8

I'm trying to convert a byte[] to a float[] by putting the byte[] in a ByteBuffer, converting this to a FloatBuffer (.asFloatBuffer), and then converting this to an array.

private static float[] toFloatArray(byte[] bytes) {
    ByteBuffer buffer = ByteBuffer.wrap(bytes);
    return buffer.asFloatBuffer().array();
}

However running:

 byte[] bytes = {14,32,26,21};
          toFloatArray(bytes);

Gives me a java.lang.UnsupportedOperationException at java.nio.FloatBuffer.array(Unknown Source). I believe the documentation says that the error has something to do with the buffer not being backed by an array (???).

Anyone has an idea how to fix this, or how I SHOULD convert this array to floats?

  • I'm tempted to think that you should be going "deeper" and trying to get a float[] to begin with instead of a byte[]. Barring that, you could just call #getFloat() on the wrapped buffer until you run out of input. – Max Oct 27 '13 at 22:10
10
    private static float[] toFloatArray(byte[] bytes) {
        ByteBuffer buffer = ByteBuffer.wrap(bytes);
        FloatBuffer fb = buffer.asFloatBuffer();

        float[] floatArray = new float[fb.limit()];
        fb.get(floatArray);


        return floatArray;
    }

ex:

     byte[] bytes = {65,-56,0,0 , 65,-56,0,0};
     float[] result = toFloatArray(bytes);   

     //print 25.0 25.0
     System.out.println(Arrays.toString(result));
  • This works great! The other answer is good too, but I prefer this one because no loop is required. – user717572 Oct 28 '13 at 13:50
  • What about some explanation? – Kamil Jul 27 at 0:21
1

The simple way to get a float from a byte[] array wrapped by a ByteBuffer is to use getFloat() which reads the next 4 bytes and returns the generated float. You can do this in a loop, if your byte[] contains more than 4 bytes. Note that the method throws

BufferUnderflowException - If there are fewer than four bytes remaining in this buffer

You can get it from the FloatBuffer as well

buffer.asFloatBuffer().get();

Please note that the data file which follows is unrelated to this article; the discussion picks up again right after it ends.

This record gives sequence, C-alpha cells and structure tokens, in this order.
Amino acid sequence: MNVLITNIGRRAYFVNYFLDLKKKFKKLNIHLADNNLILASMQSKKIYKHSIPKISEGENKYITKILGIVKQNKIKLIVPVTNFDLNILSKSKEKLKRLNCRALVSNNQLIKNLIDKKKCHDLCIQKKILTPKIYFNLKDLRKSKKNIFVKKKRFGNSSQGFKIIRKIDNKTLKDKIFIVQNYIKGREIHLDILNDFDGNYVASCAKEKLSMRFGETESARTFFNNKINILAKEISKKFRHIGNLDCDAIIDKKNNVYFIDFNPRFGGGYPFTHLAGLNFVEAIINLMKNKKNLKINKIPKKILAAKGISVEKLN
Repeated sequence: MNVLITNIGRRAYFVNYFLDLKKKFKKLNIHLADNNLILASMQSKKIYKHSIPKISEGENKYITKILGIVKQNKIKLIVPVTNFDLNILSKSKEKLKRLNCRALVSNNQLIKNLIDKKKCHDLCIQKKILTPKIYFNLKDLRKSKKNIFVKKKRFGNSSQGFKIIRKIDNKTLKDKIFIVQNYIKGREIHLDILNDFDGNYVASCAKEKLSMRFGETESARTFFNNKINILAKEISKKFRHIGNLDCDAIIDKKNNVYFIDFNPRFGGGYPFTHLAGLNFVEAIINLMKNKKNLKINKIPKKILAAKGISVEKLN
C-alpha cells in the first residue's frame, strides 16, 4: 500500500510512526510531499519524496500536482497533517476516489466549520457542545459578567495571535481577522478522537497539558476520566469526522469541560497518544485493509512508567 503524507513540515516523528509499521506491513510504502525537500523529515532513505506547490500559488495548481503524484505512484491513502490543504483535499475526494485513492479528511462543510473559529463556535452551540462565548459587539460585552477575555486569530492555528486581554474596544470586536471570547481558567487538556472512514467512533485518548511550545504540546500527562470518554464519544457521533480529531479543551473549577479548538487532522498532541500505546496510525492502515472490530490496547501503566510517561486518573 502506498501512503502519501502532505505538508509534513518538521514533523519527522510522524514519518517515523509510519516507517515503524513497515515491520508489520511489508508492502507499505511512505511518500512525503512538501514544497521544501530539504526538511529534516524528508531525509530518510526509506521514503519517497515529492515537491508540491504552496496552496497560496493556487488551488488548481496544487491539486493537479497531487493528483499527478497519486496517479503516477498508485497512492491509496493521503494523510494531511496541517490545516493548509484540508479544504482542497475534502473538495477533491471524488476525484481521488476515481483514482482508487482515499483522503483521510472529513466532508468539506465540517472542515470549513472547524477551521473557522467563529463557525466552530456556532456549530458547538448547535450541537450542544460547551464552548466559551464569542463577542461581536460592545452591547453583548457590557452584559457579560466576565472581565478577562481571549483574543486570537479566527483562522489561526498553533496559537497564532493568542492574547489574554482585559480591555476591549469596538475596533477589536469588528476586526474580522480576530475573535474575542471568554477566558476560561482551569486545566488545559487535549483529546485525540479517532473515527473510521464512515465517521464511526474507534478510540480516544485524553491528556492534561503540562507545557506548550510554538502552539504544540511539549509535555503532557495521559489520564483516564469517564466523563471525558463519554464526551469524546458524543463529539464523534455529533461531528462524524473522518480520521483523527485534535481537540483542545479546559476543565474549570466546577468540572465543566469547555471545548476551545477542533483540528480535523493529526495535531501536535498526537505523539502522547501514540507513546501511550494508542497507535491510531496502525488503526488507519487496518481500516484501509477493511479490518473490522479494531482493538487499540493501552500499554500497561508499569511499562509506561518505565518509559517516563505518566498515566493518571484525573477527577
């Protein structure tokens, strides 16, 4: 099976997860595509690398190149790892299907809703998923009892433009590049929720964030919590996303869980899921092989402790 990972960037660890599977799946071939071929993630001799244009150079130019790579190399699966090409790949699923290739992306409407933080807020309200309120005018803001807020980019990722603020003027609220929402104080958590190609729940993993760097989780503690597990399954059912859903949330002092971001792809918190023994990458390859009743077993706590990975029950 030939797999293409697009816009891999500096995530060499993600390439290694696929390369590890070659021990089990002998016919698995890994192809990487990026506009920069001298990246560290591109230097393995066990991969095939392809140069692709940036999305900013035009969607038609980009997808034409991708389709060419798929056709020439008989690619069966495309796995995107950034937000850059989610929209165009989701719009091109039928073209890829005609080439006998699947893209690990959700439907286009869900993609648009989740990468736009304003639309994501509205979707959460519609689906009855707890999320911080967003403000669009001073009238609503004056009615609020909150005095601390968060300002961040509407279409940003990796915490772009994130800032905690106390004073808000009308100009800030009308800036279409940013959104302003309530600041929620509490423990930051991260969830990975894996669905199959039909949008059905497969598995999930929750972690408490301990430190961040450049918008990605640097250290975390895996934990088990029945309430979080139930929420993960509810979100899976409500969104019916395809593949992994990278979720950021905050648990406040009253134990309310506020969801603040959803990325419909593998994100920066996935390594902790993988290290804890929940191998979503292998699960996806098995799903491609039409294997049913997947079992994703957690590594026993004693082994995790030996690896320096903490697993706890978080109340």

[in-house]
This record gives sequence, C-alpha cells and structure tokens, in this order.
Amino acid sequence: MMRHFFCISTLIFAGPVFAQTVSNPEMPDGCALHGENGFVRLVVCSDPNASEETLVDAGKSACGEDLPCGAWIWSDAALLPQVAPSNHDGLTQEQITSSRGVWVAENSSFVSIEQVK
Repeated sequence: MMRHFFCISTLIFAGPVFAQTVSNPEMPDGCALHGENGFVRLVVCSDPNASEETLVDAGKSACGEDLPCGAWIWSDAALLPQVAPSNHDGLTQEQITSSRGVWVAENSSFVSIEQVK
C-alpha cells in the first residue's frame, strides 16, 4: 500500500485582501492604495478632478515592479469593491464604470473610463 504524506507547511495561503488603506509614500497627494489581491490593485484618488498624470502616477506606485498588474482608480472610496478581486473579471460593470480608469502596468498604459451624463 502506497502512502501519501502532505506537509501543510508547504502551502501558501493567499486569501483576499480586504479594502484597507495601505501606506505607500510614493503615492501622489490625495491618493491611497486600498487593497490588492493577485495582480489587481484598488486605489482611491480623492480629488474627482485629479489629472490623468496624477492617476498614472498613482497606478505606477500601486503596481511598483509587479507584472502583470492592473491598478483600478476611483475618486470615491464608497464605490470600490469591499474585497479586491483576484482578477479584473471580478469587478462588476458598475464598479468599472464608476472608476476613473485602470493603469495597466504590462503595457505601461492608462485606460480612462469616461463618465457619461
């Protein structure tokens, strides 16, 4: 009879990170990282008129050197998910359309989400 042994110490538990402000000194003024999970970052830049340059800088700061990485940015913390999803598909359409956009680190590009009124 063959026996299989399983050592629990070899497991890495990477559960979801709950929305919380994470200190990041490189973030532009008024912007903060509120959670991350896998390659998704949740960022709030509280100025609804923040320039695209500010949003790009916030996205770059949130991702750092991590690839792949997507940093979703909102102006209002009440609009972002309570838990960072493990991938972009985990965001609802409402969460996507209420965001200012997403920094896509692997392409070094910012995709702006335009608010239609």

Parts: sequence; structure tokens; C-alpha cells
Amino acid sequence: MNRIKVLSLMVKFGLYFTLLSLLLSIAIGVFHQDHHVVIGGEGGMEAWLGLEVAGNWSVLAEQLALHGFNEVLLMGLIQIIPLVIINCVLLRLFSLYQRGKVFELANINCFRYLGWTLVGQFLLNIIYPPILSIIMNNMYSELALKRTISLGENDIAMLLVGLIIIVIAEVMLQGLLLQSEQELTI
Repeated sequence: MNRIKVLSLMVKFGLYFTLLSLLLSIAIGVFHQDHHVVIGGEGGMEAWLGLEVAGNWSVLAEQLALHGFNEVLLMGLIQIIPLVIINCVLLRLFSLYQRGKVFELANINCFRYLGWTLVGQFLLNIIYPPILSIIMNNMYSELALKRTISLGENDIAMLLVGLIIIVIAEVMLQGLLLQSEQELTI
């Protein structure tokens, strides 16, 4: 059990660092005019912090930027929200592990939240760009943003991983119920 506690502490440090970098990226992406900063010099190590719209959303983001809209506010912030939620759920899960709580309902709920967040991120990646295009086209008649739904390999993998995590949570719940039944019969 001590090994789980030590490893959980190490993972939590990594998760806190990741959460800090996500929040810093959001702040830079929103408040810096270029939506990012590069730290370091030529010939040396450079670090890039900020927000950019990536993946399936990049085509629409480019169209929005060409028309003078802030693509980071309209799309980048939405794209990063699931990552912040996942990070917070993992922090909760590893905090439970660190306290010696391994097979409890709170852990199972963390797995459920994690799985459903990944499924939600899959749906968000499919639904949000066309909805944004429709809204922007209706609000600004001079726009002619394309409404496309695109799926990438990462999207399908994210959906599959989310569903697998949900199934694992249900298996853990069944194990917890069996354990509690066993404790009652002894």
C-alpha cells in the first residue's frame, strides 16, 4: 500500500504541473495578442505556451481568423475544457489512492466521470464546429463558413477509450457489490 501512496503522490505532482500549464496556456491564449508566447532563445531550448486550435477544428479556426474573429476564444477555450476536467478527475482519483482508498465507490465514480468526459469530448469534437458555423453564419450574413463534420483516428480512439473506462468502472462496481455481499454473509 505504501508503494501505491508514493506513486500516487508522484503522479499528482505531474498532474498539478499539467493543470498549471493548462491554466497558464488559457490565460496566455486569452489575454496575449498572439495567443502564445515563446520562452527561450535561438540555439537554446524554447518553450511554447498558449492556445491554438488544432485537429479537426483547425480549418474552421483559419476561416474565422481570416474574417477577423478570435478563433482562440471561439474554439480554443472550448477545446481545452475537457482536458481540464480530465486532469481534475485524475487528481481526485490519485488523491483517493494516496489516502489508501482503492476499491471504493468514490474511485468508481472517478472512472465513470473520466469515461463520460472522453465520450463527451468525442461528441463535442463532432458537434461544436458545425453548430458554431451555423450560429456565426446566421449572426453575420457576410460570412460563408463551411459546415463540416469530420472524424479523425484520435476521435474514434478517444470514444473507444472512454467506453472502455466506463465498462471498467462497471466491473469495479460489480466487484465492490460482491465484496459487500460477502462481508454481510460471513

if you want but array() throws an UnsupportedOperationException if the instance's hb field is null. If you look at the source code from Oracle JDK 7, there is a comment

final float[] hb;  // Non-null only for heap buffers

If you run your code, you will notice the returned FloatBuffer is a ByteBufferAsFloatBufferB, not a HeapFloatBuffer.

  • I will try this tomorrow. But if I understand it correctly, asFloatBuffer() doesnt actually convert the type, but only changes how the byte array is interpreted? – user717572 Oct 27 '13 at 22:28
  • @user Seems like it. Javadoc states Creates a view of this byte buffer as a float buffer. – Sotirios Delimanolis Oct 27 '13 at 22:30
  • Yes, which is why it causes an error when you do "return ByteBuffer.wrap(bytes).asFloatBuffer().array();" because really bytes is the memory that is allocated. It can't allow a float[] and byte[] array to point to the same memory. – Tatarize May 22 '17 at 3:37
1
public static float[] toFloatArray(byte[] bytes) {
    float[] floats = new float[bytes.length/4];
    ByteBuffer.wrap(bytes).asFloatBuffer().get(floats).array();
    return floats;
}

The reason why you can't do return ByteBuffer.wrap(bytes).asFloatBuffer().array(); is that it creates a view of this byte buffer as a float buffer. Which means it's using the same memory. It's lightning fast, but needs a place to put it in memory that isn't being treated as a float[] AND byte[] hence why it can't give you the data back without new memory.

public static void convertFloatArray(byte[] bytes, float[] floats) {
    ByteBuffer.wrap(bytes).asFloatBuffer().get(floats,0,bytes.length/4);
}

It's just the class doesn't make its own memory but fiddles with the memory you give it, which is awesome, but could be confusing at times.

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